September 15, 2008

Smeggin' Mondays: Red Dwarf Season Three

(Special announcement - since I'll be participating on One Web Day on September 22nd, next week's Red Dwarf review will appear on Sunday. So please, no angry e-mails next week complaining that it's Smeggin' Sunday rather than Monday. Thanks for reading!)

In all honesty, I have mixed feelings about Series 3 - no, I don't think it's absolutely horrible; it's a series that feels rather awkward, and some of the growing pains are evident.

And quite frankly, that's a good thing.

At this time, Rob Grant and Doug Naylor are beginning to hit their stride as writers, expanding into more complicated plots and concepts. (See Backwards, Timeslides, and Bodyswap). In addition, the sets are looking a little more polished (thanks to an increase in budget), and unlike Series One and Two, is actually beginning to look like a more polished science fiction show.

Thankfully, though, the writing is beginning to show the signs of Series Four and Five greatness to come - both Rimmer and Lister have had their characters expanded, and even the Cat gets slightly better material. What helps, though, is the recasting of two key parts. Although she's no Norman Lovett, Hattie Hayridge picks up the baton from Series Two's Parallel Universe, giving Holly a nice little Gracie Allen-esqe twist on the character. OK, she doesn't get to do much, but having a female presence amongst the all-male cast helps make some of humor work (especially in The Last Day).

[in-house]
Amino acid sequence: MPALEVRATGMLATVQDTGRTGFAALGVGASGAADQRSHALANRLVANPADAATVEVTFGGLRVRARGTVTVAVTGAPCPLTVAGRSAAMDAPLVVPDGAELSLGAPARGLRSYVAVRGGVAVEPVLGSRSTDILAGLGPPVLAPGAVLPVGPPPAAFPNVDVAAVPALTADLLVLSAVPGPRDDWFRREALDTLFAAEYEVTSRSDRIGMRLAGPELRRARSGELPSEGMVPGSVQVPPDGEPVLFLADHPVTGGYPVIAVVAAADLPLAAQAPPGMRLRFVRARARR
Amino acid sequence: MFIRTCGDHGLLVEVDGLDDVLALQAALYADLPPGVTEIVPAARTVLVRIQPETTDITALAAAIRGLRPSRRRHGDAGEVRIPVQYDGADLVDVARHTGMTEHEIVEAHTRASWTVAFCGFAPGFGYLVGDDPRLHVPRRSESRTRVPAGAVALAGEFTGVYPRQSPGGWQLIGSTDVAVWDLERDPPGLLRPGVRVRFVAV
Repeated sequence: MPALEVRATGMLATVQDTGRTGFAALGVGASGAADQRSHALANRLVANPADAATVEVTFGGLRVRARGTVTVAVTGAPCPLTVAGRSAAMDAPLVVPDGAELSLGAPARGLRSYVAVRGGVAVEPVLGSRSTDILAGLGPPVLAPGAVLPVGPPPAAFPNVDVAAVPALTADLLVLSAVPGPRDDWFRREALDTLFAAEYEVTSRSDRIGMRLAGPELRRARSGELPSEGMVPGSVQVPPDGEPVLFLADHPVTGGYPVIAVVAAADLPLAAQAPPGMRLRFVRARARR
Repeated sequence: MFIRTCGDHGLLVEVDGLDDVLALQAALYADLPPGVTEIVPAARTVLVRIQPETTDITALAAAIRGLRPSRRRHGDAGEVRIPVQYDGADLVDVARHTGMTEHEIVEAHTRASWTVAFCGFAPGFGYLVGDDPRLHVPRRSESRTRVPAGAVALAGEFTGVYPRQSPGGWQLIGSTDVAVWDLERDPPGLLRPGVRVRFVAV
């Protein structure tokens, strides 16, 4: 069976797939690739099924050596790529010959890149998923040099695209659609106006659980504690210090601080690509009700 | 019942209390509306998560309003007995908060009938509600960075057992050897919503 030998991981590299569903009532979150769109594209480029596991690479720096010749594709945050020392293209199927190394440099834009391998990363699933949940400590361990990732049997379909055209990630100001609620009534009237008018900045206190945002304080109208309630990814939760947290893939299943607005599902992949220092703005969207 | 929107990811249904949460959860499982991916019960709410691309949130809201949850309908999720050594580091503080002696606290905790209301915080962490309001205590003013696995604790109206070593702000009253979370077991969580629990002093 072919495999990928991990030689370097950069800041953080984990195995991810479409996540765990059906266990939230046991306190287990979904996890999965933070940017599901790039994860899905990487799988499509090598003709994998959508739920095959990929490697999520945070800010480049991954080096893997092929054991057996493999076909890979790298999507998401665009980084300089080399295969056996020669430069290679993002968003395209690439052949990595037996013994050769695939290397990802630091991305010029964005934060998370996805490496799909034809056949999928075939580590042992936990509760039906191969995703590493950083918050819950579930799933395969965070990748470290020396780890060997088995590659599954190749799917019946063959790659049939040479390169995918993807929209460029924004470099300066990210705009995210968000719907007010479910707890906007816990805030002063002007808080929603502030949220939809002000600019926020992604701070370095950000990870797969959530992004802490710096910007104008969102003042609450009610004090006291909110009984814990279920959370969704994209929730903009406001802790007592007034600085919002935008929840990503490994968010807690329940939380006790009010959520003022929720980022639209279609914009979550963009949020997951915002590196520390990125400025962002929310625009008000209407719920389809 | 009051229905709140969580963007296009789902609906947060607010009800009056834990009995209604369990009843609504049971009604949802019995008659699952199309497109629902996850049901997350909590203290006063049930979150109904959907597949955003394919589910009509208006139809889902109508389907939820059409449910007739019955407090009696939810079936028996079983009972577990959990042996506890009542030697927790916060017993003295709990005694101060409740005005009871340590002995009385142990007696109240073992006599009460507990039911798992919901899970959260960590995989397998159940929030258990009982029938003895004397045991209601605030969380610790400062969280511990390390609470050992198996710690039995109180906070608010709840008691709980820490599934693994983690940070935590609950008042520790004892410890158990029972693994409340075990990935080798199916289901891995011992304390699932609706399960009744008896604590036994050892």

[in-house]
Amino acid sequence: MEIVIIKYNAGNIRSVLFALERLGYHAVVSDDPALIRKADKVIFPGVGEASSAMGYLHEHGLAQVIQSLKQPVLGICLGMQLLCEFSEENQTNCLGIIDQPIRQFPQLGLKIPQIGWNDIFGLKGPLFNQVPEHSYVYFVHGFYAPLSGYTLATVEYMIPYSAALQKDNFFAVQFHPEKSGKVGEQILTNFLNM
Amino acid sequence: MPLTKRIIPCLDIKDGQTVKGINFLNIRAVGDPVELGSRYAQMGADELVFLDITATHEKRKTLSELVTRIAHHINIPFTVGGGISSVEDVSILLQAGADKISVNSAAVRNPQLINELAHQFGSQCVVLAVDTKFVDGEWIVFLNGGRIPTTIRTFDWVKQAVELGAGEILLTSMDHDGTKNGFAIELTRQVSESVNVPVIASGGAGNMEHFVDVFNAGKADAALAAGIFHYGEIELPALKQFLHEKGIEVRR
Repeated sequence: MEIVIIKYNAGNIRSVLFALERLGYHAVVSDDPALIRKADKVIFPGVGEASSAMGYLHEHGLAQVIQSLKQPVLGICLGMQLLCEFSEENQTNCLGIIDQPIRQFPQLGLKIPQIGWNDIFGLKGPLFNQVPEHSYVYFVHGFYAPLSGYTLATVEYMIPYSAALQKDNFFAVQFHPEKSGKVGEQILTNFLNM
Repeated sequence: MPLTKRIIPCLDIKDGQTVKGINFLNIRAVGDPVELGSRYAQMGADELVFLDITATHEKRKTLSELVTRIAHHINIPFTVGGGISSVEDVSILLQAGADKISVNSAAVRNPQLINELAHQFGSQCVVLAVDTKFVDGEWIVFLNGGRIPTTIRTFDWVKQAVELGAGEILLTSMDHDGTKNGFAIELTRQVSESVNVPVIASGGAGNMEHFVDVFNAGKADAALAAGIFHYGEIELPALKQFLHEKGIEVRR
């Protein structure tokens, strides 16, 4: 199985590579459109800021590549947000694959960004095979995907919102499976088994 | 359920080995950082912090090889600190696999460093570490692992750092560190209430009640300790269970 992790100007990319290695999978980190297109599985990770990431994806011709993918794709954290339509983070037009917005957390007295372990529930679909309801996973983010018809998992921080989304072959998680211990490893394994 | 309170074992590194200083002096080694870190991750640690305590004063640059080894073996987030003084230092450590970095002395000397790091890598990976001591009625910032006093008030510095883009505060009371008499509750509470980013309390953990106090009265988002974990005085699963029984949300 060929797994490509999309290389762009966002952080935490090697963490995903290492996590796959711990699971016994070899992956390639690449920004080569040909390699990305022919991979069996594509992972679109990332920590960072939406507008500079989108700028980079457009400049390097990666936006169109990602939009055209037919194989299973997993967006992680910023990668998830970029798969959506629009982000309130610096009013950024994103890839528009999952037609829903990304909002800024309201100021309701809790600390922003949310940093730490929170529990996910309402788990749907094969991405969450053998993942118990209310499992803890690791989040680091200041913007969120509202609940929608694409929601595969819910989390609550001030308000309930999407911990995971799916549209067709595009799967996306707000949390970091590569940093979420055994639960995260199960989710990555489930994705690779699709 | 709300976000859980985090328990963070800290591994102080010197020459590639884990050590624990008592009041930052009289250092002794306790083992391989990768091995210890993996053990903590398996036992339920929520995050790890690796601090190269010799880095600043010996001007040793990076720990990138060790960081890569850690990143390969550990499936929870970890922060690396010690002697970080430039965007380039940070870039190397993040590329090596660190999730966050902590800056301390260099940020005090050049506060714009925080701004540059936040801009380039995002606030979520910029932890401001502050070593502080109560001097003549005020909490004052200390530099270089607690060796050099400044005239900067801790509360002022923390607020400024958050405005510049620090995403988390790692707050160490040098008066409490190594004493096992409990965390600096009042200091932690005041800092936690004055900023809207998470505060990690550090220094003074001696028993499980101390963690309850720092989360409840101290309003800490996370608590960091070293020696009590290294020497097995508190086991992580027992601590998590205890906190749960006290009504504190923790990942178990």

Of course, it's Robert Llewellyn's portrayal of Kryten which helps sell the series. Granted, the character is in his early stages (his accent is more faux-Scandanavian than the later faux-Canadian), but we see the seeds of later seasons begin to be planted. Although it would be easy to play armchair quarterback, Llewellyn really provides a nice contrast to David Ross' initial characterization, which I doubt would have worked. (The end of Kryten suggests the initial stages of a robot's self-discovery; throughout this series, we see those themes going further).

Plus, quite frankly, this season has some very excellent laugh-out-loud scenes, including the aforementioned Kryten wearing a robe and a Ronald Reagan mask(and the Wilma Flintstone discussion) in Backwards, the infamous Kryten/Lister scene in Polymorph, and the "hangover" scene in The Last Day. (Actually, there's more than that, but it's one of those you-have-to-watch-for-yourself scenarios.)

Much of Season Three feels awkward - however, as I had said before, that's a good thing. Initially televised in 1989, it would be another two years before Season 4.

And that's when the fun really begins.

Highly Recommended.

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